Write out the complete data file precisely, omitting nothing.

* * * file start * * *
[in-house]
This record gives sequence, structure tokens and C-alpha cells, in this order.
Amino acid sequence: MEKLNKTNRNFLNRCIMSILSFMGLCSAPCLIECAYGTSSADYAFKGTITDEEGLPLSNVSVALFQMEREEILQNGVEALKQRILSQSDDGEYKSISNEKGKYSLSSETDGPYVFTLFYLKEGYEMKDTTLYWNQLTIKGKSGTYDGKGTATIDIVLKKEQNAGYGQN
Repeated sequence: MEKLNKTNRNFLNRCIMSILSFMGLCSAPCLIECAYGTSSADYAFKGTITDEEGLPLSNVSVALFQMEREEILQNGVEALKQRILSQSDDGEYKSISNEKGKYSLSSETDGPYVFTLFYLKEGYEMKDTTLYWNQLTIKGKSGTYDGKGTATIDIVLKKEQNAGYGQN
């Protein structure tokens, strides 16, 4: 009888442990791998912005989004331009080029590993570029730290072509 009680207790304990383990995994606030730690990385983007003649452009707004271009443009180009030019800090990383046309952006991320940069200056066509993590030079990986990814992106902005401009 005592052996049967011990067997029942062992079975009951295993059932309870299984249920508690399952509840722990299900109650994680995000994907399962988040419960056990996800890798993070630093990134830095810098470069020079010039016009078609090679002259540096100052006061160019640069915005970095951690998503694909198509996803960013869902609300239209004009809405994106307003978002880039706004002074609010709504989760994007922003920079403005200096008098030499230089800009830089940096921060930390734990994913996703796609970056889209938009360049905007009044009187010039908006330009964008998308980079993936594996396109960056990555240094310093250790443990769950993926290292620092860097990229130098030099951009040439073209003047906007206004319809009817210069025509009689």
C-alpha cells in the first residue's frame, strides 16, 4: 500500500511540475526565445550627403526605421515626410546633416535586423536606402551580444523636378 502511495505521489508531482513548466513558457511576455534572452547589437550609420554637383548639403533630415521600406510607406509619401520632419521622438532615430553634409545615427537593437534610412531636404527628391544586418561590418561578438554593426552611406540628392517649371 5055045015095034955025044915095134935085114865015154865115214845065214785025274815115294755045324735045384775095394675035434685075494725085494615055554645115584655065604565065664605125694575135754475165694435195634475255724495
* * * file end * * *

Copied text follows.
[in-house]
This record gives sequence, structure tokens and C-alpha cells, in this order.
Amino acid sequence: MEKLNKTNRNFLNRCIMSILSFMGLCSAPCLIECAYGTSSADYAFKGTITDEEGLPLSNVSVALFQMEREEILQNGVEALKQRILSQSDDGEYKSISNEKGKYSLSSETDGPYVFTLFYLKEGYEMKDTTLYWNQLTIKGKSGTYDGKGTATIDIVLKKEQNAGYGQN
Repeated sequence: MEKLNKTNRNFLNRCIMSILSFMGLCSAPCLIECAYGTSSADYAFKGTITDEEGLPLSNVSVALFQMEREEILQNGVEALKQRILSQSDDGEYKSISNEKGKYSLSSETDGPYVFTLFYLKEGYEMKDTTLYWNQLTIKGKSGTYDGKGTATIDIVLKKEQNAGYGQN
């Protein structure tokens, strides 16, 4: 009888442990791998912005989004331009080029590993570029730290072509 009680207790304990383990995994606030730690990385983007003649452009707004271009443009180009030019800090990383046309952006991320940069200056066509993590030079990986990814992106902005401009 005592052996049967011990067997029942062992079975009951295993059932309870299984249920508690399952509840722990299900109650994680995000994907399962988040419960056990996800890798993070630093990134830095810098470069020079010039016009078609090679002259540096100052006061160019640069915005970095951690998503694909198509996803960013869902609300239209004009809405994106307003978002880039706004002074609010709504989760994007922003920079403005200096008098030499230089800009830089940096921060930390734990994913996703796609970056889209938009360049905007009044009187010039908006330009964008998308980079993936594996396109960056990555240094310093250790443990769950993926290292620092860097990229130098030099951009040439073209003047906007206004319809009817210069025509009689």
C-alpha cells in the first residue's frame, strides 16, 4: 500500500511540475526565445550627403526605421515626410546633416535586423536606402551580444523636378 502511495505521489508531482513548466513558457511576455534572452547589437550609420554637383548639403533630415521600406510607406509619401520632419521622438532615430553634409545615427537593437534610412531636404527628391544586418561590418561578438554593426552611406540628392517649371 5055045015095034955025044915095134935085114865015154865115214845065214785025274815115294755045324735045384775095394675035434685075494725085494615055554645115584655065604565065664605125694575135754475165694435195634475255724495